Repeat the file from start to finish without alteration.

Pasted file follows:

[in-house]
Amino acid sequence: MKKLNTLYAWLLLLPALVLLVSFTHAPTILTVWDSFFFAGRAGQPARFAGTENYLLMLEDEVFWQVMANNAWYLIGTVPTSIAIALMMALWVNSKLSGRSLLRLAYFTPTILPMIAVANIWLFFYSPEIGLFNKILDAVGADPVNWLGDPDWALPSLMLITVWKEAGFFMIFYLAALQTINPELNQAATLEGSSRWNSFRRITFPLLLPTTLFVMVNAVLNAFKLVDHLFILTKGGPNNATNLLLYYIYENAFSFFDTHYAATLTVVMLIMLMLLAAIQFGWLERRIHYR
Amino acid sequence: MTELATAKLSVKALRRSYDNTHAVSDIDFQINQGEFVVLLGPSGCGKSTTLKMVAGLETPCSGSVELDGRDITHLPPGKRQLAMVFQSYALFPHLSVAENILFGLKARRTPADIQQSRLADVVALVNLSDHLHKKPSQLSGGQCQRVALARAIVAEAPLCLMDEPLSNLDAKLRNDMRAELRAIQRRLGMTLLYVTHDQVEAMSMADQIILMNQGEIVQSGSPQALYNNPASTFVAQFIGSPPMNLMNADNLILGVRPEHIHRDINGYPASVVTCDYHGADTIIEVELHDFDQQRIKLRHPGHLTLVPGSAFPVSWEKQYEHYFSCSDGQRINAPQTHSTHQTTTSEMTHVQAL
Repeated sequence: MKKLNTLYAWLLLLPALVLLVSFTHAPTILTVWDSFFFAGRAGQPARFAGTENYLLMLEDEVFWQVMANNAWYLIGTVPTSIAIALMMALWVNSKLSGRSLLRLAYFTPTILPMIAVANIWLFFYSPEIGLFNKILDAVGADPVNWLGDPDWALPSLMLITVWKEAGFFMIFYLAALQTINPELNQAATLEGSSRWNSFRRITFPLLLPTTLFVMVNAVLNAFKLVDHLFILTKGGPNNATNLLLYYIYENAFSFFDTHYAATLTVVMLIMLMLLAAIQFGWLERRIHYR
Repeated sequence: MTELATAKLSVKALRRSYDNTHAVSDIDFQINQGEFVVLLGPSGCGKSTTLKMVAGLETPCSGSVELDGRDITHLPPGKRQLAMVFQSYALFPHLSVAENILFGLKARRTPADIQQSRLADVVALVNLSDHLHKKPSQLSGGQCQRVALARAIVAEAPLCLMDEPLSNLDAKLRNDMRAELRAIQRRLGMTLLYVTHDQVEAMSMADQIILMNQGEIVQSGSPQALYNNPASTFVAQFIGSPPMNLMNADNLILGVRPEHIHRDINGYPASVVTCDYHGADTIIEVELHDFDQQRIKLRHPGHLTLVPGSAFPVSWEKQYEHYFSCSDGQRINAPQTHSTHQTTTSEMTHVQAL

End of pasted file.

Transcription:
[in-house]
Amino acid sequence: MKKLNTLYAWLLLLPALVLLVSFTHAPTILTVWDSFFFAGRAGQPARFAGTENYLLMLEDEVFWQVMANNAWYLIGTVPTSIAIALMMALWVNSKLSGRSLLRLAYFTPTILPMIAVANIWLFFYSPEIGLFNKILDAVGADPVNWLGDPDWALPSLMLITVWKEAGFFMIFYLAALQTINPELNQAATLEGSSRWNSFRRITFPLLLPTTLFVMVNAVLNAFKLVDHLFILTKGGPNNATNLLLYYIYENAFSFFDTHYAATLTVVMLIMLMLLAAIQFGWLERRIHYR
Amino acid sequence: MTELATAKLSVKALRRSYDNTHAVSDIDFQINQGEFVVLLGPSGCGKSTTLKMVAGLETPCSGSVELDGRDITHLPPGKRQLAMVFQSYALFPHLSVAENILFGLKARRTPADIQQSRLADVVALVNLSDHLHKKPSQLSGGQCQRVALARAIVAEAPLCLMDEPLSNLDAKLRNDMRAELRAIQRRLGMTLLYVTHDQVEAMSMADQIILMNQGEIVQSGSPQALYNNPASTFVAQFIGSPPMNLMNADNLILGVRPEHIHRDINGYPASVVTCDYHGADTIIEVELHDFDQQRIKLRHPGHLTLVPGSAFPVSWEKQYEHYFSCSDGQRINAPQTHSTHQTTTSEMTHVQAL
Repeated sequence: MKKLNTLYAWLLLLPALVLLVSFTHAPTILTVWDSFFFAGRAGQPARFAGTENYLLMLEDEVFWQVMANNAWYLIGTVPTSIAIALMMALWVNSKLSGRSLLRLAYFTPTILPMIAVANIWLFFYSPEIGLFNKILDAVGADPVNWLGDPDWALPSLMLITVWKEAGFFMIFYLAALQTINPELNQAATLEGSSRWNSFRRITFPLLLPTTLFVMVNAVLNAFKLVDHLFILTKGGPNNATNLLLYYIYENAFSFFDTHYAATLTVVMLIMLMLLAAIQFGWLERRIHYR
Repeated sequence: MTELATAKLSVKALRRSYDNTHAVSDIDFQINQGEFVVLLGPSGCGKSTTLKMVAGLETPCSGSVELDGRDITHLPPGKRQLAMVFQSYALFPHLSVAENILFGLKARRTPADIQQSRLADVVALVNLSDHLHKKPSQLSGGQCQRVALARAIVAEAPLCLMDEPLSNLDAKLRNDMRAELRAIQRRLGMTLLYVTHDQVEAMSMADQIILMNQGEIVQSGSPQALYNNPASTFVAQFIGSPPMNLMNADNLILGVRPEHIHRDINGYPASVVTCDYHGADTIIEVELHDFDQQRIKLRHPGHLTLVPGSAFPVSWEKQYEHYFSCSDGQRINAPQTHSTHQTTTSEMTHVQAL